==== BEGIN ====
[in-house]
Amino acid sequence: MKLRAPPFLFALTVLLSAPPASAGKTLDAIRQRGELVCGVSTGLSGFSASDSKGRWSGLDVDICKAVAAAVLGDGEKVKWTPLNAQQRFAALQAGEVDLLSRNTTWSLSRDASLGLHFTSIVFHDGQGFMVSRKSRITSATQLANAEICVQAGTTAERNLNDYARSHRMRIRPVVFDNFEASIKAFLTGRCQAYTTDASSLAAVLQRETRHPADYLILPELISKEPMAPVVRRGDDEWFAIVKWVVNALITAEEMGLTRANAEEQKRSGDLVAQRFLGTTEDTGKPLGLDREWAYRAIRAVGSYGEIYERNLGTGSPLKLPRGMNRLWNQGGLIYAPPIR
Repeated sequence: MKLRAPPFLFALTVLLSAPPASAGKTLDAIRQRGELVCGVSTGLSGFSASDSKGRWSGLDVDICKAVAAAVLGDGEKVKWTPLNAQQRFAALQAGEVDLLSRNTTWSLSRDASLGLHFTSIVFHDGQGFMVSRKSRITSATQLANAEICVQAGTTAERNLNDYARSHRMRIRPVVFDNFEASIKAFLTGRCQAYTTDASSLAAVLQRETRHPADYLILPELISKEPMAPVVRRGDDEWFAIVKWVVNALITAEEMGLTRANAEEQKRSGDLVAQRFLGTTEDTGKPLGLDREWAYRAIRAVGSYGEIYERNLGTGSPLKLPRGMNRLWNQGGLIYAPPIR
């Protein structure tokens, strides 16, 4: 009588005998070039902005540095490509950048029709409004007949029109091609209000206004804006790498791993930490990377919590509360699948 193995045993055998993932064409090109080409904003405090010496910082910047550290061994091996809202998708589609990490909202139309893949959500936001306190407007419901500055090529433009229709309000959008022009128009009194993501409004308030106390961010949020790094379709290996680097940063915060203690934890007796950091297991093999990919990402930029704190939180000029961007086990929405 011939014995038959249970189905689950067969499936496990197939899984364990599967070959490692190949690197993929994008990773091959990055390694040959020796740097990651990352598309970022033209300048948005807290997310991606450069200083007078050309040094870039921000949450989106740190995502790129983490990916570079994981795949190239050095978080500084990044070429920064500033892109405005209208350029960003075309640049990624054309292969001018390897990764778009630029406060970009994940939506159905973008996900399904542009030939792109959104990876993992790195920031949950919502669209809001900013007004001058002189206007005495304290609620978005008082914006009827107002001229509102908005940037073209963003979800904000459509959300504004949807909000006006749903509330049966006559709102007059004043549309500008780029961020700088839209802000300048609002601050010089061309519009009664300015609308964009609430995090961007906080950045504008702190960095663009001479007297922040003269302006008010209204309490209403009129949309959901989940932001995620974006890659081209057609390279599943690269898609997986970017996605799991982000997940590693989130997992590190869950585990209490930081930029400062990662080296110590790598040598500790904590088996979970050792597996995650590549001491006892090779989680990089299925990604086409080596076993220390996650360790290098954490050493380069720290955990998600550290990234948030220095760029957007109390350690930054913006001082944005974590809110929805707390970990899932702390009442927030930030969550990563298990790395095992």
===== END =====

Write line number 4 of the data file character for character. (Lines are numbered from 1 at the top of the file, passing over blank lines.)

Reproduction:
């Protein structure tokens, strides 16, 4: 009588005998070039902005540095490509950048029709409004007949029109091609209000206004804006790498791993930490990377919590509360699948 193995045993055998993932064409090109080409904003405090010496910082910047550290061994091996809202998708589609990490909202139309893949959500936001306190407007419901500055090529433009229709309000959008022009128009009194993501409004308030106390961010949020790094379709290996680097940063915060203690934890007796950091297991093999990919990402930029704190939180000029961007086990929405 011939014995038959249970189905689950067969499936496990197939899984364990599967070959490692190949690197993929994008990773091959990055390694040959020796740097990651990352598309970022033209300048948005807290997310991606450069200083007078050309040094870039921000949450989106740190995502790129983490990916570079994981795949190239050095978080500084990044070429920064500033892109405005209208350029960003075309640049990624054309292969001018390897990764778009630029406060970009994940939506159905973008996900399904542009030939792109959104990876993992790195920031949950919502669209809001900013007004001058002189206007005495304290609620978005008082914006009827107002001229509102908005940037073209963003979800904000459509959300504004949807909000006006749903509330049966006559709102007059004043549309500008780029961020700088839209802000300048609002601050010089061309519009009664300015609308964009609430995090961007906080950045504008702190960095663009001479007297922040003269302006008010209204309490209403009129949309959901989940932001995620974006890659081209057609390279599943690269898609997986970017996605799991982000997940590693989130997992590190869950585990209490930081930029400062990662080296110590790598040598500790904590088996979970050792597996995650590549001491006892090779989680990089299925990604086409080596076993220390996650360790290098954490050493380069720290955990998600550290990234948030220095760029957007109390350690930054913006001082944005974590809110929805707390970990899932702390009442927030930030969550990563298990790395095992």